The fact that writing is an art makes it unimaginably difficult. Because, artists never really know what they’re doing. Okay, that didn’t really make sense. What I’m trying to say is that art is a free form of expression. Often times it’s raw and messy. It tends to wind down side paths and under logs, and over brooks until we finally come to realize the point. Or what we had begun in the first place. In other words art is never fully realized until finished. We never understand the path we had to walk down until we look back behind ourselves.

You’d think that after the first time we sojourned down this road we’d get it. We’d have our path all set out for us. So, the next time we wrote or drew or composed we’d know exactly how to do it, and how to accomplish the finished product in the most efficient way, but we don’t.

Every novel, is different. There is no certain way to cover the terrain in a direct route. In a lot of ways its like being a world traveler. Every country is different. You don’t know how to communicate in every language, you don’t know what the hotels/restaurants/people will be like! Every place you go, every novel you write is different. There is no certain way of determining the best places to stay, or the right things to write. You have to revisit the place (draft the novel) over and over again to get a feel for the terrain. Then, when you write a different novel you have to start all over again!

The important thing is that you do go back. The first time you write a novel is tough. You don’t know what you’re doing. You don’t have any idea why the thing is so crappy when your working so hard. Just like going to a new country can be frustrating and confusing, but you still go. Why? Because you love it. You love to travel and see the beauty of exotic places. Just as novelist love to write no matter how greatly it frustrates them.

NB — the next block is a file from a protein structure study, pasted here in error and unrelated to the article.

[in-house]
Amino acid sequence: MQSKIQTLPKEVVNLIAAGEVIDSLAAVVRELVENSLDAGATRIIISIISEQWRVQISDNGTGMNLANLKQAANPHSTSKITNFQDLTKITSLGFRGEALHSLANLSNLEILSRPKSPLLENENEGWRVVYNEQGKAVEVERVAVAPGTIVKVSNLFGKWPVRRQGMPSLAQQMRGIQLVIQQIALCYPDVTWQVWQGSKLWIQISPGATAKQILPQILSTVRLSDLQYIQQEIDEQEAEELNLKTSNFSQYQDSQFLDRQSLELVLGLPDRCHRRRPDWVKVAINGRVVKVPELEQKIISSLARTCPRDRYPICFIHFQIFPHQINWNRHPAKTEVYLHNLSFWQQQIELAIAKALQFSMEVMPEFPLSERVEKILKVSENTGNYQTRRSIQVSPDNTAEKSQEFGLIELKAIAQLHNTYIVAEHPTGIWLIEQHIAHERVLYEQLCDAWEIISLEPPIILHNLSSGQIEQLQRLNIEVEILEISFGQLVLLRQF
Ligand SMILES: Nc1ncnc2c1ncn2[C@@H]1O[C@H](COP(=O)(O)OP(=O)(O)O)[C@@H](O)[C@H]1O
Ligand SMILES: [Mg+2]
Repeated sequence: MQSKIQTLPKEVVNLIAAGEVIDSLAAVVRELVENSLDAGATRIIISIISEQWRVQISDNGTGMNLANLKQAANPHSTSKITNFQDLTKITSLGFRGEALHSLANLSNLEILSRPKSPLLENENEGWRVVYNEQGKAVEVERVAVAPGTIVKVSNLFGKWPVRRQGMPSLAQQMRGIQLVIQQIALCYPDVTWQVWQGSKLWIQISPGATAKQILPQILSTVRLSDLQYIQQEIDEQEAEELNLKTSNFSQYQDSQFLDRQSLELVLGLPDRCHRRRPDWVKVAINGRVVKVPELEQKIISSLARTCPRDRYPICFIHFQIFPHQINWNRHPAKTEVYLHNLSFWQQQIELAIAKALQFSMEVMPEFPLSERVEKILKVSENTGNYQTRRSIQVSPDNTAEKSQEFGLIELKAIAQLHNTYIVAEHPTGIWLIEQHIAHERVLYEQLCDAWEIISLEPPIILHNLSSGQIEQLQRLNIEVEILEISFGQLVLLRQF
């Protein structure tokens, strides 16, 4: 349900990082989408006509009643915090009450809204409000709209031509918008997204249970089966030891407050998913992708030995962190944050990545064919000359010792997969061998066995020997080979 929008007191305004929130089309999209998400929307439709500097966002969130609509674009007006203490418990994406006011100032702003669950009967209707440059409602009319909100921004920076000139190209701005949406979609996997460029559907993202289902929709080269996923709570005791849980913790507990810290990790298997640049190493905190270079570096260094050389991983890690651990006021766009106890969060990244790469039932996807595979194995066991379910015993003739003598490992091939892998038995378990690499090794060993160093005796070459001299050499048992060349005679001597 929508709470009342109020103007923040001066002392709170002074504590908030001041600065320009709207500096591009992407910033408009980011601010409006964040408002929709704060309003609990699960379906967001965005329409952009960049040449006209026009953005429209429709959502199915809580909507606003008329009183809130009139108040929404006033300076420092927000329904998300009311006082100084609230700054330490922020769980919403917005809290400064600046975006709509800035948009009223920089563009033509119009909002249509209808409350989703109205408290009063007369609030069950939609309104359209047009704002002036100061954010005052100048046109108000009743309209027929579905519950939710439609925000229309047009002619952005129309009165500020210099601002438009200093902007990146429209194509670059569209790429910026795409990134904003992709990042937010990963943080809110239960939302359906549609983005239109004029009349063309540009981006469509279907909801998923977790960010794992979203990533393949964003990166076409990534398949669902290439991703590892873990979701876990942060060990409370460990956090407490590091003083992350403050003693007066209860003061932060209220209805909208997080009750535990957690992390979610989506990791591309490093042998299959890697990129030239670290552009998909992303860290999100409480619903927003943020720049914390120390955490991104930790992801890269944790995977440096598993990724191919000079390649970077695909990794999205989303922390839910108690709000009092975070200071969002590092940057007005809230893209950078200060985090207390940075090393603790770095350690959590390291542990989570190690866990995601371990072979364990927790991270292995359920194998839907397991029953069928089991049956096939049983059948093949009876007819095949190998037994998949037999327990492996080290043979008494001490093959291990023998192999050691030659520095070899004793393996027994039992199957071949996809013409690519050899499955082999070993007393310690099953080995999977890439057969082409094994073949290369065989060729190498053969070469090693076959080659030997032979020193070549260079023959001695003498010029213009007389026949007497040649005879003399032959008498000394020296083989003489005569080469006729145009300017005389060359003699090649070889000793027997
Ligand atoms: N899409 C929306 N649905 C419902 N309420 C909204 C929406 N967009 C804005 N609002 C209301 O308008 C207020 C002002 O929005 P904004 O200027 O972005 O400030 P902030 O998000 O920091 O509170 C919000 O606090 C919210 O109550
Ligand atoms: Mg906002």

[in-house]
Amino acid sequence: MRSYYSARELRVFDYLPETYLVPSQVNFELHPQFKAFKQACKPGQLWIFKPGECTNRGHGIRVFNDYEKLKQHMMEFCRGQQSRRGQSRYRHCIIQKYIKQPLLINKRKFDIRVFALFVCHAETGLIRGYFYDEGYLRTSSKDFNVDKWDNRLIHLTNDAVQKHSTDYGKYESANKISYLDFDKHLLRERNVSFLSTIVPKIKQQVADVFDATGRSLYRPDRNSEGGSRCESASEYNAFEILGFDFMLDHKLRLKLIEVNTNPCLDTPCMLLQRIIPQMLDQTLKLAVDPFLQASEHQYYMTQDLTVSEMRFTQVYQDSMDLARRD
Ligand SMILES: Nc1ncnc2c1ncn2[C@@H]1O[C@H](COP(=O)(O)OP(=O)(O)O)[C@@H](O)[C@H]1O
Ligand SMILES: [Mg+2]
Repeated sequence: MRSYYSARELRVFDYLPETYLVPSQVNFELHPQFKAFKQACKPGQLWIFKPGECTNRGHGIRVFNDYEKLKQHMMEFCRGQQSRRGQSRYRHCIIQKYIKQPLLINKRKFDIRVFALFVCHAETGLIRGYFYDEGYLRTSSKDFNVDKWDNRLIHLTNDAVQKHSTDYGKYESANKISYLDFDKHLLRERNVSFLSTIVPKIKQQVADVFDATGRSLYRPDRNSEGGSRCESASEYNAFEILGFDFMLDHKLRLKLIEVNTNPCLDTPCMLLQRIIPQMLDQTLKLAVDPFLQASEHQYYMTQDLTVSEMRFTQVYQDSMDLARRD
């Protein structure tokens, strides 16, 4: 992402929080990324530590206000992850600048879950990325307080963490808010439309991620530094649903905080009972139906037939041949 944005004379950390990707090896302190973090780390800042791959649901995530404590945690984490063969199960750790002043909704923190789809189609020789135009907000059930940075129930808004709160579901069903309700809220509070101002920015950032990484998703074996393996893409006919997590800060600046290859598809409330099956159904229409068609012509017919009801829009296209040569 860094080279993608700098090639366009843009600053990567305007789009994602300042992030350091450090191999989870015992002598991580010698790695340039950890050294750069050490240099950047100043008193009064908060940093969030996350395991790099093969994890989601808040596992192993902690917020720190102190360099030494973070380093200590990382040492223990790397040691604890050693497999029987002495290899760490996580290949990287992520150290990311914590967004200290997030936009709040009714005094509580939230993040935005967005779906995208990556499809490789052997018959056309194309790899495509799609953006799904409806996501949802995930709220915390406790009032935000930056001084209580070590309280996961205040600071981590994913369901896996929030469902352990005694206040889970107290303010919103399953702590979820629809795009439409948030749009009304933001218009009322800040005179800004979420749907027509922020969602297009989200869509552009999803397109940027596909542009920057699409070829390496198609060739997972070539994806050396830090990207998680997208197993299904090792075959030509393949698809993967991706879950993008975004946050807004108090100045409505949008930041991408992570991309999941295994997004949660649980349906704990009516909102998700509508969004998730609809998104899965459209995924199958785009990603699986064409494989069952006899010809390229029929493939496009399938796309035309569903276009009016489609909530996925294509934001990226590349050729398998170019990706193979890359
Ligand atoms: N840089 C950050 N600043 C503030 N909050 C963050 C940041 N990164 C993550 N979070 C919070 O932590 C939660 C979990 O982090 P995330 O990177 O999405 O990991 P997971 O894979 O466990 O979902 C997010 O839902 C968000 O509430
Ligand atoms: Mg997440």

Don’t give up on your novel when it gets tough. Just like there are rough neighborhoods in every city your novel will have rough patches. Things that make you despise the whole thing, when, in reality the entirety of it has the potential to be good.

In other words keep traveling friends. I’m sure you’ll find you love your city. And your novel.

PS: Sorry this post is late I tried to post yesterday but I was staying out in the country with my grandparents and lo and behold no wifi was to be found!

Why Writing Is Like Zumba Dancing

29 Aug

Hey, all I just got back from my Zumba class (I’m totally bushed, as you can imagine. An hour of nonstop Zumba will do that to you.) As I was Zumbaing away (if that’s a word) I got to thinking that taking a Zumba class is a lot like writing a novel.

The thing about Zumba (or any dance class for that matter), is that it is supposed to be fun. People do it because it is fun. But, Zumba also happens to be a lot of work. Writing is kind of the same. We do it because its fun, but it is also a ton of work! Most people (or me at least) go into Zumba just to take a dance class, and have some! Same with us writers. When we first start to write we’ll do it just because it seems fun 🙂

And then it starts to become work. We realize that it isn’t all fun and games. That we’ll sweat, and tear muscles, and get tired and be generally sick of  it every now and then. They’ll be times when we have to force ourselves to go to class/write, and there will be times when we want to zip on over to our lab tops/studios early.

The important thing is that we realize that what we are doing IS FUN. Yes, IT IS FUN! Or, it should be. If writing/zumbaing isn’t fun (most of the time) for you then you shouldn’t be doing it. Or, at least, be doing it the way you are. A lot of times I think we get stuck in ruts. We force ourselves to write our manuscripts everyday (which occasionally has to be done of course) because we HAVE TO. But, why? Why force yourself when you can look forward to it?

My point: If writing isn’t feeling fun for you right now then switch it up. Work on something new that will be fun! Try doing a warm up flash fiction or do an interview with your MC. Do something that reminds you why you started dancing/writing in the first place! Or maybe just take a week off!

After all, if you don’t love it, why do it?